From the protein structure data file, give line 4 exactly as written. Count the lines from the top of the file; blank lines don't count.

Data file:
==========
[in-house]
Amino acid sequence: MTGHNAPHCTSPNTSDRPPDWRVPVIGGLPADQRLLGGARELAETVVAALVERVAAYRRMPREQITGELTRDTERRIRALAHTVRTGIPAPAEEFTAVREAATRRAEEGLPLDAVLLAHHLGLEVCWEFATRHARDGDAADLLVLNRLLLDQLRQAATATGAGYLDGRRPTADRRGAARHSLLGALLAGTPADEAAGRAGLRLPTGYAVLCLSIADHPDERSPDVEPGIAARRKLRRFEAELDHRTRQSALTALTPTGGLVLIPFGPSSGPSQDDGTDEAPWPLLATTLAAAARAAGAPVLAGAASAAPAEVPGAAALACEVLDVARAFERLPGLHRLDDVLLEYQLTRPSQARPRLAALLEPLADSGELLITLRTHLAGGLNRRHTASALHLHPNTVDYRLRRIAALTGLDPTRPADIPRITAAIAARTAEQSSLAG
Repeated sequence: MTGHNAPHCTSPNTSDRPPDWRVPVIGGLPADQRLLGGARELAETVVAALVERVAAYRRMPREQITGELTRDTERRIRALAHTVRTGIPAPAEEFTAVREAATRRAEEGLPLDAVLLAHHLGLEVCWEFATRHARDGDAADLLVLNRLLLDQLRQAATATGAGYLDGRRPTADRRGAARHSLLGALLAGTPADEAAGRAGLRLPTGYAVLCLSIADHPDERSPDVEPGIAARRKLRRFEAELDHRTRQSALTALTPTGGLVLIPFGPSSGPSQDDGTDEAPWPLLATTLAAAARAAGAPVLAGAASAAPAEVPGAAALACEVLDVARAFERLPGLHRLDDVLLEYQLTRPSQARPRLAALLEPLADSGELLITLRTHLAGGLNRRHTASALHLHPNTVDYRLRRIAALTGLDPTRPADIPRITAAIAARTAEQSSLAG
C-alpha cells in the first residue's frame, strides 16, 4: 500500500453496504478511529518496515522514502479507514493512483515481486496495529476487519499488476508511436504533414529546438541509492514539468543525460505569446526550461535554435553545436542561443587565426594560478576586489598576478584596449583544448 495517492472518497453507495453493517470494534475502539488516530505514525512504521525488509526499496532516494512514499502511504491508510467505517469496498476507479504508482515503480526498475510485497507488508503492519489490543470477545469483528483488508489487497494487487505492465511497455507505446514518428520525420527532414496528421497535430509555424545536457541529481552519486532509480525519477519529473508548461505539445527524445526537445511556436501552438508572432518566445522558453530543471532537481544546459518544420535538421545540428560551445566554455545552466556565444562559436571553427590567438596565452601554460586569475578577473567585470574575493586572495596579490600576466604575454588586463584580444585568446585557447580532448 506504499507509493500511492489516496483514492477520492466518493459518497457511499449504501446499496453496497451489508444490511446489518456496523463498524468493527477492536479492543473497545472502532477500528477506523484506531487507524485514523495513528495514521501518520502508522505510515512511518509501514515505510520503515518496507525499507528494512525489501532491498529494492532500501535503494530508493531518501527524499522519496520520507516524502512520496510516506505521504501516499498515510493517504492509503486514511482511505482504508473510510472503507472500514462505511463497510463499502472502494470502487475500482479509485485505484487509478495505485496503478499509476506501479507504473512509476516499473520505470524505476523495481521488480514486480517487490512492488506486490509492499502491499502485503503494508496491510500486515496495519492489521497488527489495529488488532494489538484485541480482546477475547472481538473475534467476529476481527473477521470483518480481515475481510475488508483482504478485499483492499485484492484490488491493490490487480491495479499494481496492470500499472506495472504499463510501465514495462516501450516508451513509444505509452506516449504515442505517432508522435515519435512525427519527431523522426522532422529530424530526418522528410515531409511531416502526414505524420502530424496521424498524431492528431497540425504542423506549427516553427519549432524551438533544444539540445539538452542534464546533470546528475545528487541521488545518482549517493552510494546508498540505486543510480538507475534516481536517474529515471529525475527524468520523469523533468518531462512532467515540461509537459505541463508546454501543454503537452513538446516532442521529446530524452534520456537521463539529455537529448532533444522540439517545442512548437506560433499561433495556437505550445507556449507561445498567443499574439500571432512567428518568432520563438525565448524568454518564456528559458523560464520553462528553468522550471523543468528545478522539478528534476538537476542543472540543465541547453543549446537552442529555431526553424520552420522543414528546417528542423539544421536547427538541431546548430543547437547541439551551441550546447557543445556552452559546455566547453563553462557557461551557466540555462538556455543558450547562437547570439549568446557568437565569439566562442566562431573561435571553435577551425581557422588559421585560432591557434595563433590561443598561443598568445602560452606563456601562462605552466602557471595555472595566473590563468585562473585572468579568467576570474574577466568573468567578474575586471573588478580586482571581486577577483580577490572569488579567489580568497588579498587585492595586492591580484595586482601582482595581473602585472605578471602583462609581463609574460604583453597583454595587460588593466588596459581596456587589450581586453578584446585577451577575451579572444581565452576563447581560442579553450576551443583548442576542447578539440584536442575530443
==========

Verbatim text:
C-alpha cells in the first residue's frame, strides 16, 4: 500500500453496504478511529518496515522514502479507514493512483515481486496495529476487519499488476508511436504533414529546438541509492514539468543525460505569446526550461535554435553545436542561443587565426594560478576586489598576478584596449583544448 495517492472518497453507495453493517470494534475502539488516530505514525512504521525488509526499496532516494512514499502511504491508510467505517469496498476507479504508482515503480526498475510485497507488508503492519489490543470477545469483528483488508489487497494487487505492465511497455507505446514518428520525420527532414496528421497535430509555424545536457541529481552519486532509480525519477519529473508548461505539445527524445526537445511556436501552438508572432518566445522558453530543471532537481544546459518544420535538421545540428560551445566554455545552466556565444562559436571553427590567438596565452601554460586569475578577473567585470574575493586572495596579490600576466604575454588586463584580444585568446585557447580532448 506504499507509493500511492489516496483514492477520492466518493459518497457511499449504501446499496453496497451489508444490511446489518456496523463498524468493527477492536479492543473497545472502532477500528477506523484506531487507524485514523495513528495514521501518520502508522505510515512511518509501514515505510520503515518496507525499507528494512525489501532491498529494492532500501535503494530508493531518501527524499522519496520520507516524502512520496510516506505521504501516499498515510493517504492509503486514511482511505482504508473510510472503507472500514462505511463497510463499502472502494470502487475500482479509485485505484487509478495505485496503478499509476506501479507504473512509476516499473520505470524505476523495481521488480514486480517487490512492488506486490509492499502491499502485503503494508496491510500486515496495519492489521497488527489495529488488532494489538484485541480482546477475547472481538473475534467476529476481527473477521470483518480481515475481510475488508483482504478485499483492499485484492484490488491493490490487480491495479499494481496492470500499472506495472504499463510501465514495462516501450516508451513509444505509452506516449504515442505517432508522435515519435512525427519527431523522426522532422529530424530526418522528410515531409511531416502526414505524420502530424496521424498524431492528431497540425504542423506549427516553427519549432524551438533544444539540445539538452542534464546533470546528475545528487541521488545518482549517493552510494546508498540505486543510480538507475534516481536517474529515471529525475527524468520523469523533468518531462512532467515540461509537459505541463508546454501543454503537452513538446516532442521529446530524452534520456537521463539529455537529448532533444522540439517545442512548437506560433499561433495556437505550445507556449507561445498567443499574439500571432512567428518568432520563438525565448524568454518564456528559458523560464520553462528553468522550471523543468528545478522539478528534476538537476542543472540543465541547453543549446537552442529555431526553424520552420522543414528546417528542423539544421536547427538541431546548430543547437547541439551551441550546447557543445556552452559546455566547453563553462557557461551557466540555462538556455543558450547562437547570439549568446557568437565569439566562442566562431573561435571553435577551425581557422588559421585560432591557434595563433590561443598561443598568445602560452606563456601562462605552466602557471595555472595566473590563468585562473585572468579568467576570474574577466568573468567578474575586471573588478580586482571581486577577483580577490572569488579567489580568497588579498587585492595586492591580484595586482601582482595581473602585472605578471602583462609581463609574460604583453597583454595587460588593466588596459581596456587589450581586453578584446585577451577575451579572444581565452576563447581560442579553450576551443583548442576542447578539440584536442575530443